Evaluating Your Photography Pricing After a Move

Now that the boxes are unpacked and your household is in order, it’s time to crack your knuckles and get to work. In my previous article we talked about networking, SEO, getting legal in your new location, as well as some other helpful tips.

I really want to help as best I can but I’m going to need you to do something for me first. I need you to throw out all your preconceived notions. I need you to wipe away the remnants of expert opinion and listen with an open mind and maybe a grain of salt. Can you do that?

Re-evaluating Your Business After a Move

Today, I’m going to devote this post to pricing because it seems to be the most asked question. No, pricing is not everything when moving your business. Just adjusting your pricing will not get you clients or help you to establish your business. But, if you’ve done all the other things that we discussed, if you’ve marketed well, networked locally, concentrated on SEO, etc. and you’re still not getting bookings, then taking a look at your pricing structure is the next reasonable step. Let’s dive in.

Pricing Problems

I’m going to be really upfront here. I’m about to say some stuff that a lot of my peers won’t agree with. Things they may chastise me for. But I don’t worry too much about that because if there’s one thing that moving my business has taught me, it’s that I’m the best gage for what does and does not work for me.

Have you ever heard of pricing based on demand? That means that you are in such high demand that you can basically charge whatever you want. Guess what? That’s probably not you. It’s certainly not me.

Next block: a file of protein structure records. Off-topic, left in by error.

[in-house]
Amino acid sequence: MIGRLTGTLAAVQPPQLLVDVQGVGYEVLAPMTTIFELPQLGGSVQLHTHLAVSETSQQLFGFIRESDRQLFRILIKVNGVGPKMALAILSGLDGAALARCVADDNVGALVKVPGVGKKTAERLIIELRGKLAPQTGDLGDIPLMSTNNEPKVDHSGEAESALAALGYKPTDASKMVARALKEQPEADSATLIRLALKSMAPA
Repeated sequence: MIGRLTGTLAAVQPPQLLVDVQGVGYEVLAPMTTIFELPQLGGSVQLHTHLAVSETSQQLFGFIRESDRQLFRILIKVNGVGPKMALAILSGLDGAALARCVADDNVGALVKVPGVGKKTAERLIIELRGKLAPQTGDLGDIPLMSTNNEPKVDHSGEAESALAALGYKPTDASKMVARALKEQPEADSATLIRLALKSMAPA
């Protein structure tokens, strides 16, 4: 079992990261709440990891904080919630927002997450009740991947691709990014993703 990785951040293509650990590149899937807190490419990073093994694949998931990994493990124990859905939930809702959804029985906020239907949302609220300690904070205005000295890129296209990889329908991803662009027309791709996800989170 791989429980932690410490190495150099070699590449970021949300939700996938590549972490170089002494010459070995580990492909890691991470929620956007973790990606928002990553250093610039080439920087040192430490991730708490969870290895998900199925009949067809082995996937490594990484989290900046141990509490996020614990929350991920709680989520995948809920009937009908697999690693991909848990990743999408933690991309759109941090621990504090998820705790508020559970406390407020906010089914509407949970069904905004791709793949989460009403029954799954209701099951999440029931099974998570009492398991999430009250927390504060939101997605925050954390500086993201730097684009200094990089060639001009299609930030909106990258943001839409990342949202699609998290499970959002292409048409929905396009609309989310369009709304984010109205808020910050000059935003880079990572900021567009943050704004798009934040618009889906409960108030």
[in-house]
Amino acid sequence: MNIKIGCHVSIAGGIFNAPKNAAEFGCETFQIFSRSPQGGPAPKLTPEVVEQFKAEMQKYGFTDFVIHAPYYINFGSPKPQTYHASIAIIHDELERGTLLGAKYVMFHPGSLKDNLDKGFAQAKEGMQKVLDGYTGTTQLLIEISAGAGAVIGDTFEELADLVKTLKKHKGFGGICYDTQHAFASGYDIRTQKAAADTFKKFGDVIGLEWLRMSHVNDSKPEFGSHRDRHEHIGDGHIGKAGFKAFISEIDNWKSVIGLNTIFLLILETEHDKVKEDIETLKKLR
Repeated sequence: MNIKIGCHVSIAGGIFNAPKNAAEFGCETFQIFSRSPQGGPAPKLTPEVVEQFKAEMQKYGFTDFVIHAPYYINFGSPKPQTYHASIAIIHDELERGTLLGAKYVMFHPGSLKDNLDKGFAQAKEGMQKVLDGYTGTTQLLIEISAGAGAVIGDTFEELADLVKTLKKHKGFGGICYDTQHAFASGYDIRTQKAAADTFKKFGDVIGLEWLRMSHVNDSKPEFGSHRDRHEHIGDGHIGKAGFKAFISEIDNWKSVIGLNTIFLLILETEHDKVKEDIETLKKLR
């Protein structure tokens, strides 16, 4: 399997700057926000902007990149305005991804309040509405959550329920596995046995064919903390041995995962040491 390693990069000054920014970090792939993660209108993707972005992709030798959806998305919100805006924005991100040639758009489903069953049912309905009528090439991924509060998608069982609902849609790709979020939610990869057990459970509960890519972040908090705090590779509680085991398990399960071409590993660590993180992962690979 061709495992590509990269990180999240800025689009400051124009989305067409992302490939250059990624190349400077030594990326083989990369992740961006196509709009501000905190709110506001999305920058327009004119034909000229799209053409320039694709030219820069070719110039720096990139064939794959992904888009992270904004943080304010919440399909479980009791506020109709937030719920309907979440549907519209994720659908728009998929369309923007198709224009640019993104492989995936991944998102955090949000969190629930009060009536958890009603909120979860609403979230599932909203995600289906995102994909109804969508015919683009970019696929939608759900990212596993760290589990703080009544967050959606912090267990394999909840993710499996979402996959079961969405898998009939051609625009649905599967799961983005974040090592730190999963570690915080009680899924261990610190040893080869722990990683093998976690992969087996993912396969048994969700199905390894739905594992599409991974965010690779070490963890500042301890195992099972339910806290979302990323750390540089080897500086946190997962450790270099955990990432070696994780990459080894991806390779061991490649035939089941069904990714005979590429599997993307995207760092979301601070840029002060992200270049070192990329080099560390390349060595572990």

Instead, most of us will need to take several factors into consideration when determining our pricing. I’m no pricing expert but Jamie from The Modern Tog has a great pricing tutorial (completely free, by the way) that you may find helpful. It takes into account taxes, overhead costs, product costs, time, etc. and is a great resource.

Why Your Location Affects Your Pricing

One thing that isn’t often discussed in pricing tutorials is your zip code. When doing your market research for your new home, you should look for information such as median household income, whether your area is predominantly single or dual income households, etc. This information can tell you a lot about what people in your new location are able and willing to spend on luxury items such as day spas, boutique shops and yes, custom photography.

It would be great if you found that your new area is more affluent and you can actually raise your prices to target this new clientele. But, you may find that instead of raising prices, you need to lower them or restructure your product offerings.

Here’s My Real Life Example

I’m going to do a little breakdown of my own process when I moved because I’ve noticed that it’s a lot easier to write things off when it’s presented in vague terminology. I don’t want to give you that excuse.

For instance, my immediate area has a median household income of only $43,000. This is almost $20,000 less than where I used to live. My area is also made up of predominantly young, single income households. The average age is only 29-years old. Again, this is much different than where I used to live which had an average age of 36-years old. The average home price in my area is $132,000 while the average in my old area was $420,000.

Surely you can see the huge difference in the local economy. The young families in my area have less disposable income. That’s just a fact. My old pricing was simply not sustainable in this market. I don’t compare myself to other photographers but I do take into account other luxury businesses. How much does the day spa charge for their services? Are we comparable? In my case, no. I was priced significantly above many of the other luxury brands in my area.